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  • Getting Control of Being S.A.D., Stressed, Anxious, Depressed



    The following blog, along with previous blogs written, is based on issues from various patients I have worked with over the years. If you wish to no longer receive these blogs, merely e-mail me at lifesourcecenter@aol.com, stating “Do not email future blogs” and your name will be deleted from the mailing list.

    Stress, anxiety, and depression can have an effect on everyone’s daily life. With all that’s going on in the world today, it is easy to be affected by the confusion and mixed messages we are bombarded with. The results can be a mixture of all three with the question of which affects the other two first.   For some, stress can lead to anxiety and/or depression. For others depression can lead to stress and anxiety. Regardless, all three can be debilitating. Though each can be interwoven, not every person suffering from anxiety is depressed, and not every person with depression feels anxious. Regardless, whether experiencing anxiety or depression, stress always seems to be interwoven in the mix.


    Stress is a physical response to a situation. When the brain receives a threatening signal, the body goes into high alert to prepare for either a “fight/flight” response. Once resolved, one way or anther, the body goes into a state of equilibrium. Today, more often than not, the perceived threat is not easily resolved. As a result, the stress can be chronic and prolonged and not easily turned off.  These overwhelming pressures that don’t get resolved can result in various levels of anxiety and/or depression.  In fact, it is  not unusual for someone to suffer from both anxiety and depression at the same time.


    Anxiety, along with stress, seems to be part of every day life for many people today. That  chronic, uneasy  feeling in mind and body, seems all too often to keep people from feeling in control of their lives. People experiencing anxiety may feel fearful, panicky and not viewing themselves in control. When this happens, it can adversely affect ones ability to work, maintain a normal life style and stay focused.


    Depression, on the other hand,  can hang over people, suffocating  everything  experienced. When feeling depressed, it  adversely affects the person’s thinking, behavior and feelings. People who are chronically depressed experience a hopeless attitude, that nothing in life is going to change. There is a lack of motivation to do anything but sleep. Doing anything constructive is put off until one feels better, but that day never seems to come.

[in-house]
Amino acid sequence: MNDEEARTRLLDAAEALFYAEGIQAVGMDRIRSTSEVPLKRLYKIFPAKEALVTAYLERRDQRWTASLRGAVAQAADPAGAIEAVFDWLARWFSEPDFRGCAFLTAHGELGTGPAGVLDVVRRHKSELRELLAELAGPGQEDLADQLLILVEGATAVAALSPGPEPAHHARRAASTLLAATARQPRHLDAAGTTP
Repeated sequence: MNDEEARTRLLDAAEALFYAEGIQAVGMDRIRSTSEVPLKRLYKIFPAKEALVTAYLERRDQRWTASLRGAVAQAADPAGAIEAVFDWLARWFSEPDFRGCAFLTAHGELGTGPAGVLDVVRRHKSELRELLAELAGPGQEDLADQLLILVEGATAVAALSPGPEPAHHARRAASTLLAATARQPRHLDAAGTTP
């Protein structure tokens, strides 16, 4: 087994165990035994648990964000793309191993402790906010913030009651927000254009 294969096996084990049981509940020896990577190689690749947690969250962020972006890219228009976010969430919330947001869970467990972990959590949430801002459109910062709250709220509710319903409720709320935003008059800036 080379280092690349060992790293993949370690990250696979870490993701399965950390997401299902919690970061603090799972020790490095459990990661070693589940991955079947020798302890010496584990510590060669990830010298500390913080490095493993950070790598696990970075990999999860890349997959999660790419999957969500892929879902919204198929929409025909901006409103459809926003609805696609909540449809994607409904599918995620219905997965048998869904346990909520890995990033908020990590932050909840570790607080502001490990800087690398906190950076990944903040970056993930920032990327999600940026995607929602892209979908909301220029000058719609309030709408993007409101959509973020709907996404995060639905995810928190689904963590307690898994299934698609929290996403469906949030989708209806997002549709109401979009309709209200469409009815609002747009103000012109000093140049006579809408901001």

Depression can make it much more difficult to control or cope when one is stressed and anxious also.  Counseling and proper medication can help but changing  ones thoughts and behavior can make really a positive and constructive difference. But doing this is easier said than done. Waiting to no longer feel depressed before doing anything will  only make the depression worse. Though it may be very hard to do, it is vital to push through the depression in spite of the resistance. Only then, can the small successes chip away at the depressive stagnation.


    It is not unusual for it to be recommended that people dealing with stress, anxiety and depression seek out professional counseling and proper medication.  Though this avenue can be successful in certain situations, there are a variety of strategies one can utilize to deal with these maladies as well.

    1. You can start by being more aware of what you are feeling and also the underlying causes and triggers. Finding answers to these questions may provide valuable information as how you can effectively move toward to effectively being your authentic self.
    2. Do some sort of activity that has a beginning, an end and gives a sense of accomplishment. This can be especially difficult for people who are depressed. They are more apt to resist by claiming to do it when they feel better.”  It doesn’t matter what the activity is.  It can be something as simple as throwing out the trash or taking a shower.
    3. Find something that may be soothing such as watching a good movie or reading an escapism book or putting together a jigsaw puzzle.  Getting lost in the activity will get you out of your head when thinking negative thoughts.
    4. Focus on a daily routine, morning, noon and night. Adhering to a daily routine will give you a sense of personal power and fulfillment at the end of the day.
    5. Connect with other people, regardless of the lack of motivation to do so.  This can be in-person, over the phone, through video or zooming. If the people are positive, it will have a real positive effect.
    6.  Get out of the house, even if it means taking a walk around the  block or taking a short drive to the post office.
    7. Focus on your breathing. When feeling anxious or depressed, put your hand on your chest.  It will remind you to slowly breathe. Remember not to breathe through your lungs which would mean you’re shallow breathing.  Rather breathe through your diaphragm which is located in your abdomen area. By doing so, you getting needed oxygen pushed throughout your body, including your heart and brain.

    This list is not an end all, be all in dealing with stress, anxiety and depression. There is not a “one shoe fits all” remedy for those sufferers. Being aware of your body and what combination of strategies may work for you may be found through trial and error. If what you try doesn’t  prove to be successful, resist the tendency to become discouraged and give up. Push through it and try something else.

    Readers are invited to comment, share thoughts, ideas or suggestions about this blog or any other previous blogs. Readers can e-mailing me at lifesourcecenter@aol.com or mailing me at lifesourcecenter, 710 Main Street, Plantsville Connecticut, 06479.

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